I don’t know about you, but I always think of the perfect thing to say after the moment has passed and I’d seem like a psycho with a time delay if I said, “Hey, remember that time you said that thing about elephants?” So, it occurred to me about 24 hours after I hit post last week that I talked about turning on your charm, but I never told you how I do it or how you can do it or really anything. Well, fear not because today I’m going to share with you the secrets of bringing it and owning it.
Before I start, a disclaimer. While I was editing this post (yes, I actually edit sometimes), I thought, “Wow, I make it sound super easy.” But even I fall down at this sometimes. Yesterday I had an event where I had to turn it on and when I left the house I was all hyped up. Then, I drove past the entrance to where I was supposed to go. “No problem. I’ll just turn around.” I was in downtown Chicago and that is easier said then done. After twenty five minutes of random turning, almost causing major collisions, and trying to look at the GPS on my phone, I finally got there…15 minutes late. The weather was bad, so they started late anyway, but I was rattled. Then the nerves kicked in on top of that and I realized that in a room full of 300+ people, I didn’t know a single soul. I tried, but I don’t think I ever got it back to the level I wanted it. But those 300+ people don’t know me either, so hopefully they didn’t realize I was off my game. In short, using your charm takes practice, which, evidently, I need more of.
To refresh, “it” is that indefinable quality that gets someone noticed. Everyone has it to some degree and, despite what you may think, it can be developed. “Beth, surely you jest! I’m about as charming as a muskrat!” you may be thinking, but it’s true. Plus have you ever seen a muskrat? They are pretty cute. Today’s post requires a little audience participation (I usually hate that, too, but just go with it). Think of a time you felt on top of the world. You wanted to burst into song and twirl around on a mountain top like an escaped mental patient! Someone (probably me) could have sneered “What the hell is s/he so freakin’ happy about?” and it would have made not one shred of difference in your mood.
No one can be that freakin’ happy all the time. People get sick, bash their car door into yours, eat your chips and don’t replace them (that was probably me, too), etc. But there are moments, both professional and personal, that it would be nice to be able to turn on the charm. By doing that exercise in the previous paragraph you’ve already done part of it- call up those awesome feelings. Sometimes it’s tough to call those feelings back to the surface. In The Charisma Myth (I refer to this book a lot because it’s great), the author gives a fantastic tip to change your mood- make a playlist. I am sure everyone has a song or ten that instantly lifts your mood. If you are like me, the songs border on slightly embarrassing to completely mortifying (I’d tell you my songs, but no one should ever mention LMFAO and John Lee Hooker in the same sentence), but the good thing is that no one has to know about it, but you….or the people you tell on your blog.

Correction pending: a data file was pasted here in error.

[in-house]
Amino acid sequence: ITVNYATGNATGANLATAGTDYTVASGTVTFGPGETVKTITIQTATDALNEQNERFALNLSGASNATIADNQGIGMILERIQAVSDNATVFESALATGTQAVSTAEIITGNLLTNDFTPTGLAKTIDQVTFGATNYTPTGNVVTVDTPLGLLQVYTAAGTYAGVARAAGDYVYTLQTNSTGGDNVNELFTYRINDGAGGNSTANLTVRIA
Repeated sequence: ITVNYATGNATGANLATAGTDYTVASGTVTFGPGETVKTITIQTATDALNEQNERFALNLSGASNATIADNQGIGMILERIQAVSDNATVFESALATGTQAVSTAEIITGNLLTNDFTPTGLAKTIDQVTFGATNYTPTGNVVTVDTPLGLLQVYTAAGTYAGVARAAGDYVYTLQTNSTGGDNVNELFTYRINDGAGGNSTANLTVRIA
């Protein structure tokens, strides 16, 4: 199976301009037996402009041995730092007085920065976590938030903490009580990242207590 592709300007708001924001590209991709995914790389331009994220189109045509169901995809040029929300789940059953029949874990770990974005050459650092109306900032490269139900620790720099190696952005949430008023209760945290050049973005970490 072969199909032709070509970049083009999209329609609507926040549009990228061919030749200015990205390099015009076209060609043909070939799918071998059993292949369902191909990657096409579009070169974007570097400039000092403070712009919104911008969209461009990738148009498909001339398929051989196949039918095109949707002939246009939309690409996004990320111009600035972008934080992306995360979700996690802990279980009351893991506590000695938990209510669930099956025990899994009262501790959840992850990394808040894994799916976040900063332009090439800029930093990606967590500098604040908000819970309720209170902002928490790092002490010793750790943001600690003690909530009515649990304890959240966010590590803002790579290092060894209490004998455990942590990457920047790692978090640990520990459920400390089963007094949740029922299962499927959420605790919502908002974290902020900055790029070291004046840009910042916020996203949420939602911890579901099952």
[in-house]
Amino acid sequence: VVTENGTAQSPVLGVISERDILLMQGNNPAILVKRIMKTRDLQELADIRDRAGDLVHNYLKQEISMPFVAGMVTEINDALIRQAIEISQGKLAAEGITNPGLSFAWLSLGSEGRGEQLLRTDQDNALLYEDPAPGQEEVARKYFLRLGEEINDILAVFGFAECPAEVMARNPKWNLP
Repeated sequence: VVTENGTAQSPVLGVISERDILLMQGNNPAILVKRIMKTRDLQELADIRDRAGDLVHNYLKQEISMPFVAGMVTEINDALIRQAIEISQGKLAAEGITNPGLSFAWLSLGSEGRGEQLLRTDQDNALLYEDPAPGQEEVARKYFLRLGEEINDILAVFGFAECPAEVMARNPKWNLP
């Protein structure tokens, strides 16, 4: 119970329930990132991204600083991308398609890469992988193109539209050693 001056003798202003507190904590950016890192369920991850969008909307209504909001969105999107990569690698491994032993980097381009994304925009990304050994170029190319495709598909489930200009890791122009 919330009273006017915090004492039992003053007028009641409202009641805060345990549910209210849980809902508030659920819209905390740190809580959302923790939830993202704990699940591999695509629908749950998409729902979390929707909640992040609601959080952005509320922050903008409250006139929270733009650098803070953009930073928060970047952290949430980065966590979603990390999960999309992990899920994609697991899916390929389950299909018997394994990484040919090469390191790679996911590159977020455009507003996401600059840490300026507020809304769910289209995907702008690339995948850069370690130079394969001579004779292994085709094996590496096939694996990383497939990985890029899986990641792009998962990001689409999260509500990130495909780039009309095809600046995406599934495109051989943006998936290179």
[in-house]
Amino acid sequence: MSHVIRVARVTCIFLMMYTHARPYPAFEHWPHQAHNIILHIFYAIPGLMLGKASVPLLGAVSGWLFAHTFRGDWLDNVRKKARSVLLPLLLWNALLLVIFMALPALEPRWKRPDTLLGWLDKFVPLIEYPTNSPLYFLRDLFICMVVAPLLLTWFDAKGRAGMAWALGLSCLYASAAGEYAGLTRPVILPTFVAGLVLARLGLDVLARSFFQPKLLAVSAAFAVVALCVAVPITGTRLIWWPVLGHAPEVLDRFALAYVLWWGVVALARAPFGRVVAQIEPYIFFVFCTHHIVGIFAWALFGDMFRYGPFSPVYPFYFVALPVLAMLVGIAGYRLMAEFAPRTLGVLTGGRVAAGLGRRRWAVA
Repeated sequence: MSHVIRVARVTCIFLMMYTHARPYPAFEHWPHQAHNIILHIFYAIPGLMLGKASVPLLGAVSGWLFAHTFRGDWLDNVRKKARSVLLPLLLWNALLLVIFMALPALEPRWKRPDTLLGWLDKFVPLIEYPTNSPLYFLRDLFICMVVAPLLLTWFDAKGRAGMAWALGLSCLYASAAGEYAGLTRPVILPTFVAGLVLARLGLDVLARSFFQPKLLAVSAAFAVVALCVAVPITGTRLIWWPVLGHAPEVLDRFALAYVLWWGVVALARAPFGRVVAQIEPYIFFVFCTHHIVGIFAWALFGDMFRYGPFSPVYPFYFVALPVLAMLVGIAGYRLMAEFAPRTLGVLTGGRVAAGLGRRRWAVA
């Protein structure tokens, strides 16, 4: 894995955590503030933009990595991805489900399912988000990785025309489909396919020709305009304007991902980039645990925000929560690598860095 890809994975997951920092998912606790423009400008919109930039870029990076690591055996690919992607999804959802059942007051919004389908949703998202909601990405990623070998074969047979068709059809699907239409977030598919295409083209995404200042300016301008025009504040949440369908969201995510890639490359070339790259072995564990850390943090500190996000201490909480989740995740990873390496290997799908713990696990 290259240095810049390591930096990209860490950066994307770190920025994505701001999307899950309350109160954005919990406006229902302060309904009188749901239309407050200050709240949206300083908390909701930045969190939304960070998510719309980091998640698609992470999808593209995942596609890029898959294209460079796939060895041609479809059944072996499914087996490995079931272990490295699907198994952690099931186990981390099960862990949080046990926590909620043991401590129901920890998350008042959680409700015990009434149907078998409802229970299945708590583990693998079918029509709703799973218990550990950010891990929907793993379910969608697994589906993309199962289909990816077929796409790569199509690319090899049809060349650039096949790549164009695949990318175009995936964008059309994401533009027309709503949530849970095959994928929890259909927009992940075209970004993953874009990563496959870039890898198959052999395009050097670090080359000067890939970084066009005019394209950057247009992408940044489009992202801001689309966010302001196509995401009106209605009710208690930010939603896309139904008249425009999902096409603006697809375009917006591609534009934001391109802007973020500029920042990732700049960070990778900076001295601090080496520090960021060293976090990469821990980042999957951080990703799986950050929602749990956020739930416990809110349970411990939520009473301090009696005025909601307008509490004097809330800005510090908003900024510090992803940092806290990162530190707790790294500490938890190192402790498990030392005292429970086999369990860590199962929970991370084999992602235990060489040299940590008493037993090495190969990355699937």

The next thing is to add a trigger. A trigger is exactly what it sounds like- a cue that tells your mind that it’s time to call up those feelings. It should be something you will remember easily. Something visual, like a switch going into the on position or a lightbulb going from dark to light. Or it can be something physical, like snapping your fingers or doing finger guns. Anything you want. BUT for a while you’re going to have to consciously do both- trigger and the feelings, because your mind has to get used to associating them together. After a time, you’ll just have to activate your trigger. Every time you feel yourself slipping, activate your trigger again.
Part of your charm is owning it. What does that mean? In the simplest terms possible, owning it is being comfortable with yourself. I don’t mean being defensive (“This is just how I am! Deal with it!”) or apologizing for what you are (“Sorry I’m awesome!”) or seeking validation (“I’m awesome! Right?”). Anyone who tries those paths is trying to convince themselves more then you and comes off as desperate. Think of it this way- you are either left or right handed (unless you are one of those ambidextrous freaks*). Since it’s not something you can change, you accept it as neither good nor bad. It just is. So, to me, owning it is about embracing everything you are- flaws and all- realizing you are not defined by them. You are perfectly imperfect and without those imperfections, you wouldn’t be who you are.
So go and practice your charm, you hot stack of pancakes!
*hopefully you laughed at that and don’t come after me with both hands